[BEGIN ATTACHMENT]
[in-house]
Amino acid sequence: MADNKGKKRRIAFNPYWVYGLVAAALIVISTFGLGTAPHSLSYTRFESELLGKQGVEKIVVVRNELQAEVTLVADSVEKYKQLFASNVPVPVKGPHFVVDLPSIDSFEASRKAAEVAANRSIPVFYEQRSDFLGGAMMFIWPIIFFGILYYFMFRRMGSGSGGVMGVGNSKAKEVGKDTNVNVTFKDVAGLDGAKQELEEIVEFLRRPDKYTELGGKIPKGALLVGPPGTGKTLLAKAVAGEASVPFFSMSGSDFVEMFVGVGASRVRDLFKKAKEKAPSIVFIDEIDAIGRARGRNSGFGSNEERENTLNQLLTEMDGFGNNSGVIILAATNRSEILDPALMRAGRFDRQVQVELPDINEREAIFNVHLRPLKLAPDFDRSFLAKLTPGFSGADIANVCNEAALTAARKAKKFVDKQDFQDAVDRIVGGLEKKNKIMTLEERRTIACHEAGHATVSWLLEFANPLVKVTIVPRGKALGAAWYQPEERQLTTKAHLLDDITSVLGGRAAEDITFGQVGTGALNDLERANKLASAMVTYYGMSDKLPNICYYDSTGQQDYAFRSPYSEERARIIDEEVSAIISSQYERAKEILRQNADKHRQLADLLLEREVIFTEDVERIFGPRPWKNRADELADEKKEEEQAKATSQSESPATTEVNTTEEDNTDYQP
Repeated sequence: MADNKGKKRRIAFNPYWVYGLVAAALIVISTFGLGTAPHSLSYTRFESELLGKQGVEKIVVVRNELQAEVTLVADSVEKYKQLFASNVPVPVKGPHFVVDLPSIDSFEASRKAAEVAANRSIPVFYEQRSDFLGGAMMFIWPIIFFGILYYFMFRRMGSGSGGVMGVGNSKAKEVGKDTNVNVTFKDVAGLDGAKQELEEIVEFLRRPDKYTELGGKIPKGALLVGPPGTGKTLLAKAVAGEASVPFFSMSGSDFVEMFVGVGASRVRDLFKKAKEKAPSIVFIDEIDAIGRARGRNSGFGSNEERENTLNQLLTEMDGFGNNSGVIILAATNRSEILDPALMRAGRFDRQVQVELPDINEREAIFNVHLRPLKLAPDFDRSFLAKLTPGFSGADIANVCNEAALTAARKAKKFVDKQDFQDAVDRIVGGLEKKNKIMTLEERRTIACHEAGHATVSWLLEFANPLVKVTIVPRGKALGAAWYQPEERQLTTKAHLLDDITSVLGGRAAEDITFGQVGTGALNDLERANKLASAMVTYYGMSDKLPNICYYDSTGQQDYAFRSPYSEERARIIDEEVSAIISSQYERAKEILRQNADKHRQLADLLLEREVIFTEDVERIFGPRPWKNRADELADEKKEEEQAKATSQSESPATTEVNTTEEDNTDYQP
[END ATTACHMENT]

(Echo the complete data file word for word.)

[in-house]
Amino acid sequence: MADNKGKKRRIAFNPYWVYGLVAAALIVISTFGLGTAPHSLSYTRFESELLGKQGVEKIVVVRNELQAEVTLVADSVEKYKQLFASNVPVPVKGPHFVVDLPSIDSFEASRKAAEVAANRSIPVFYEQRSDFLGGAMMFIWPIIFFGILYYFMFRRMGSGSGGVMGVGNSKAKEVGKDTNVNVTFKDVAGLDGAKQELEEIVEFLRRPDKYTELGGKIPKGALLVGPPGTGKTLLAKAVAGEASVPFFSMSGSDFVEMFVGVGASRVRDLFKKAKEKAPSIVFIDEIDAIGRARGRNSGFGSNEERENTLNQLLTEMDGFGNNSGVIILAATNRSEILDPALMRAGRFDRQVQVELPDINEREAIFNVHLRPLKLAPDFDRSFLAKLTPGFSGADIANVCNEAALTAARKAKKFVDKQDFQDAVDRIVGGLEKKNKIMTLEERRTIACHEAGHATVSWLLEFANPLVKVTIVPRGKALGAAWYQPEERQLTTKAHLLDDITSVLGGRAAEDITFGQVGTGALNDLERANKLASAMVTYYGMSDKLPNICYYDSTGQQDYAFRSPYSEERARIIDEEVSAIISSQYERAKEILRQNADKHRQLADLLLEREVIFTEDVERIFGPRPWKNRADELADEKKEEEQAKATSQSESPATTEVNTTEEDNTDYQP
Repeated sequence: MADNKGKKRRIAFNPYWVYGLVAAALIVISTFGLGTAPHSLSYTRFESELLGKQGVEKIVVVRNELQAEVTLVADSVEKYKQLFASNVPVPVKGPHFVVDLPSIDSFEASRKAAEVAANRSIPVFYEQRSDFLGGAMMFIWPIIFFGILYYFMFRRMGSGSGGVMGVGNSKAKEVGKDTNVNVTFKDVAGLDGAKQELEEIVEFLRRPDKYTELGGKIPKGALLVGPPGTGKTLLAKAVAGEASVPFFSMSGSDFVEMFVGVGASRVRDLFKKAKEKAPSIVFIDEIDAIGRARGRNSGFGSNEERENTLNQLLTEMDGFGNNSGVIILAATNRSEILDPALMRAGRFDRQVQVELPDINEREAIFNVHLRPLKLAPDFDRSFLAKLTPGFSGADIANVCNEAALTAARKAKKFVDKQDFQDAVDRIVGGLEKKNKIMTLEERRTIACHEAGHATVSWLLEFANPLVKVTIVPRGKALGAAWYQPEERQLTTKAHLLDDITSVLGGRAAEDITFGQVGTGALNDLERANKLASAMVTYYGMSDKLPNICYYDSTGQQDYAFRSPYSEERARIIDEEVSAIISSQYERAKEILRQNADKHRQLADLLLEREVIFTEDVERIFGPRPWKNRADELADEKKEEEQAKATSQSESPATTEVNTTEEDNTDYQP